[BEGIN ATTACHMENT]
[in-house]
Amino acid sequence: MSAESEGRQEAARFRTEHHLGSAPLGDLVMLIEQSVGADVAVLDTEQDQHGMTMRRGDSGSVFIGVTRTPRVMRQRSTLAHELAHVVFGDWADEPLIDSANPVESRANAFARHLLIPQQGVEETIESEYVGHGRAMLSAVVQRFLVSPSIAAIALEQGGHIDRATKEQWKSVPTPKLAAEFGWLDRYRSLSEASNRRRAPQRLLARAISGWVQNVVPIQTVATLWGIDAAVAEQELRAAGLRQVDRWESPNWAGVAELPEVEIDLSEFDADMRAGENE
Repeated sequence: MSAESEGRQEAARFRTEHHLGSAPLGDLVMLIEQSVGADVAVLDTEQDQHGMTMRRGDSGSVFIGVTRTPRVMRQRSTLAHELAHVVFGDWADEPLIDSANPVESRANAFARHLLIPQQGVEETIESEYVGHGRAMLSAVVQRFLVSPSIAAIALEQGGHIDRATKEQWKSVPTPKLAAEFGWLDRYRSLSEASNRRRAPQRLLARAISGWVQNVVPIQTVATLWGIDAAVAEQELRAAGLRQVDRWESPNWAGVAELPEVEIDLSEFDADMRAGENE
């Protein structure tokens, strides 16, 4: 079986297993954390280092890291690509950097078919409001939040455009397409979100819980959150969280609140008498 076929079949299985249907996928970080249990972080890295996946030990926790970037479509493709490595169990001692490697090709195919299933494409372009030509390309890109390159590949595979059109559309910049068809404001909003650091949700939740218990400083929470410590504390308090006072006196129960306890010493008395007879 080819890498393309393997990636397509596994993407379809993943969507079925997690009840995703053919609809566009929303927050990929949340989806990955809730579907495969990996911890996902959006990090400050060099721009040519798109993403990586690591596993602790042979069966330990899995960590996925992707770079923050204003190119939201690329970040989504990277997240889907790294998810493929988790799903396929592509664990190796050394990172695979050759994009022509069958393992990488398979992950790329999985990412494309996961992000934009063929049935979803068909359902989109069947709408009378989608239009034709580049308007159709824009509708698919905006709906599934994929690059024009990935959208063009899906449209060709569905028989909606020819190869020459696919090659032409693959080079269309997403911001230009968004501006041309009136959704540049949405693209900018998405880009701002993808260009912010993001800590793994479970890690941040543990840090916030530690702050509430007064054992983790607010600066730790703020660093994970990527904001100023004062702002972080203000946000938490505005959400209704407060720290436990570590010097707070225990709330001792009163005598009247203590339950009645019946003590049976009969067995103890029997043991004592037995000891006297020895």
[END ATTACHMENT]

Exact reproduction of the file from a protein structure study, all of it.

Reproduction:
[in-house]
Amino acid sequence: MSAESEGRQEAARFRTEHHLGSAPLGDLVMLIEQSVGADVAVLDTEQDQHGMTMRRGDSGSVFIGVTRTPRVMRQRSTLAHELAHVVFGDWADEPLIDSANPVESRANAFARHLLIPQQGVEETIESEYVGHGRAMLSAVVQRFLVSPSIAAIALEQGGHIDRATKEQWKSVPTPKLAAEFGWLDRYRSLSEASNRRRAPQRLLARAISGWVQNVVPIQTVATLWGIDAAVAEQELRAAGLRQVDRWESPNWAGVAELPEVEIDLSEFDADMRAGENE
Repeated sequence: MSAESEGRQEAARFRTEHHLGSAPLGDLVMLIEQSVGADVAVLDTEQDQHGMTMRRGDSGSVFIGVTRTPRVMRQRSTLAHELAHVVFGDWADEPLIDSANPVESRANAFARHLLIPQQGVEETIESEYVGHGRAMLSAVVQRFLVSPSIAAIALEQGGHIDRATKEQWKSVPTPKLAAEFGWLDRYRSLSEASNRRRAPQRLLARAISGWVQNVVPIQTVATLWGIDAAVAEQELRAAGLRQVDRWESPNWAGVAELPEVEIDLSEFDADMRAGENE
């Protein structure tokens, strides 16, 4: 079986297993954390280092890291690509950097078919409001939040455009397409979100819980959150969280609140008498 076929079949299985249907996928970080249990972080890295996946030990926790970037479509493709490595169990001692490697090709195919299933494409372009030509390309890109390159590949595979059109559309910049068809404001909003650091949700939740218990400083929470410590504390308090006072006196129960306890010493008395007879 080819890498393309393997990636397509596994993407379809993943969507079925997690009840995703053919609809566009929303927050990929949340989806990955809730579907495969990996911890996902959006990090400050060099721009040519798109993403990586690591596993602790042979069966330990899995960590996925992707770079923050204003190119939201690329970040989504990277997240889907790294998810493929988790799903396929592509664990190796050394990172695979050759994009022509069958393992990488398979992950790329999985990412494309996961992000934009063929049935979803068909359902989109069947709408009378989608239009034709580049308007159709824009509708698919905006709906599934994929690059024009990935959208063009899906449209060709569905028989909606020819190869020459696919090659032409693959080079269309997403911001230009968004501006041309009136959704540049949405693209900018998405880009701002993808260009912010993001800590793994479970890690941040543990840090916030530690702050509430007064054992983790607010600066730790703020660093994970990527904001100023004062702002972080203000946000938490505005959400209704407060720290436990570590010097707070225990709330001792009163005598009247203590339950009645019946003590049976009969067995103890029997043991004592037995000891006297020895």